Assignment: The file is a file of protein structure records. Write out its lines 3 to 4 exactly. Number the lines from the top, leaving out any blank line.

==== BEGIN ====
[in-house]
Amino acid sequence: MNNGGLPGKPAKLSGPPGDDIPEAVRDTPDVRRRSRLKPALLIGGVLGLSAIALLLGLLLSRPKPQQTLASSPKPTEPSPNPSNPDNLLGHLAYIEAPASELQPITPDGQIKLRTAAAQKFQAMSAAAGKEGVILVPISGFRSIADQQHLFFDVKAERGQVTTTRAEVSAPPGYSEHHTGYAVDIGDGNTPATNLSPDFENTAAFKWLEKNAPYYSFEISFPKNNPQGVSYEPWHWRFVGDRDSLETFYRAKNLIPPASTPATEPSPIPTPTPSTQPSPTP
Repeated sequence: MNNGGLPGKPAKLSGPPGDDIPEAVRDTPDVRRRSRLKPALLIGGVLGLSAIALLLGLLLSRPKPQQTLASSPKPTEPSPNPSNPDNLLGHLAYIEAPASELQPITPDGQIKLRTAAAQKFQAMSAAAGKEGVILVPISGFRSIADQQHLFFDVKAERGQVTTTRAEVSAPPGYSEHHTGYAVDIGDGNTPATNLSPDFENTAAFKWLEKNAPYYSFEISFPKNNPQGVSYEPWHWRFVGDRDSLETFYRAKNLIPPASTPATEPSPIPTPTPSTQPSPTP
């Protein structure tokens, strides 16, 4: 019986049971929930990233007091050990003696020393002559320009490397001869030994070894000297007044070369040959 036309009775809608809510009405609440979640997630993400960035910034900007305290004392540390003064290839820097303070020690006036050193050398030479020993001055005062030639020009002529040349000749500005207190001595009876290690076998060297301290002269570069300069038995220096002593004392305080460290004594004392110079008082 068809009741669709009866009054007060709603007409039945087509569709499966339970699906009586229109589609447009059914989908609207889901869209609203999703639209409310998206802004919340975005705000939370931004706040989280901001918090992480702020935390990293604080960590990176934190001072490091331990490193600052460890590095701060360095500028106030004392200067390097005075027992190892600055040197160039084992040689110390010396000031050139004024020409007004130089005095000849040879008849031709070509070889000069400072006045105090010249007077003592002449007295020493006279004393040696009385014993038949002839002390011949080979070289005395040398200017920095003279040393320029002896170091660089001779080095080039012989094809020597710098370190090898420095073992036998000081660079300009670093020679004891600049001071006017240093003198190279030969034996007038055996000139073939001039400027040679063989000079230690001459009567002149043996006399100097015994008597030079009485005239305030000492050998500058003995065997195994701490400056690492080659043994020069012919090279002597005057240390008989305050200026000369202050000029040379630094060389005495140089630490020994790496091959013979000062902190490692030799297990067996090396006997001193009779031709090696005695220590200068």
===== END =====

Repeated sequence: MNNGGLPGKPAKLSGPPGDDIPEAVRDTPDVRRRSRLKPALLIGGVLGLSAIALLLGLLLSRPKPQQTLASSPKPTEPSPNPSNPDNLLGHLAYIEAPASELQPITPDGQIKLRTAAAQKFQAMSAAAGKEGVILVPISGFRSIADQQHLFFDVKAERGQVTTTRAEVSAPPGYSEHHTGYAVDIGDGNTPATNLSPDFENTAAFKWLEKNAPYYSFEISFPKNNPQGVSYEPWHWRFVGDRDSLETFYRAKNLIPPASTPATEPSPIPTPTPSTQPSPTP
């Protein structure tokens, strides 16, 4: 019986049971929930990233007091050990003696020393002559320009490397001869030994070894000297007044070369040959 036309009775809608809510009405609440979640997630993400960035910034900007305290004392540390003064290839820097303070020690006036050193050398030479020993001055005062030639020009002529040349000749500005207190001595009876290690076998060297301290002269570069300069038995220096002593004392305080460290004594004392110079008082 068809009741669709009866009054007060709603007409039945087509569709499966339970699906009586229109589609447009059914989908609207889901869209609203999703639209409310998206802004919340975005705000939370931004706040989280901001918090992480702020935390990293604080960590990176934190001072490091331990490193600052460890590095701060360095500028106030004392200067390097005075027992190892600055040197160039084992040689110390010396000031050139004024020409007004130089005095000849040879008849031709070509070889000069400072006045105090010249007077003592002449007295020493006279004393040696009385014993038949002839002390011949080979070289005395040398200017920095003279040393320029002896170091660089001779080095080039012989094809020597710098370190090898420095073992036998000081660079300009670093020679004891600049001071006017240093003198190279030969034996007038055996000139073939001039400027040679063989000079230690001459009567002149043996006399100097015994008597030079009485005239305030000492050998500058003995065997195994701490400056690492080659043994020069012919090279002597005057240390008989305050200026000369202050000029040379630094060389005495140089630490020994790496091959013979000062902190490692030799297990067996090396006997001193009779031709090696005695220590200068």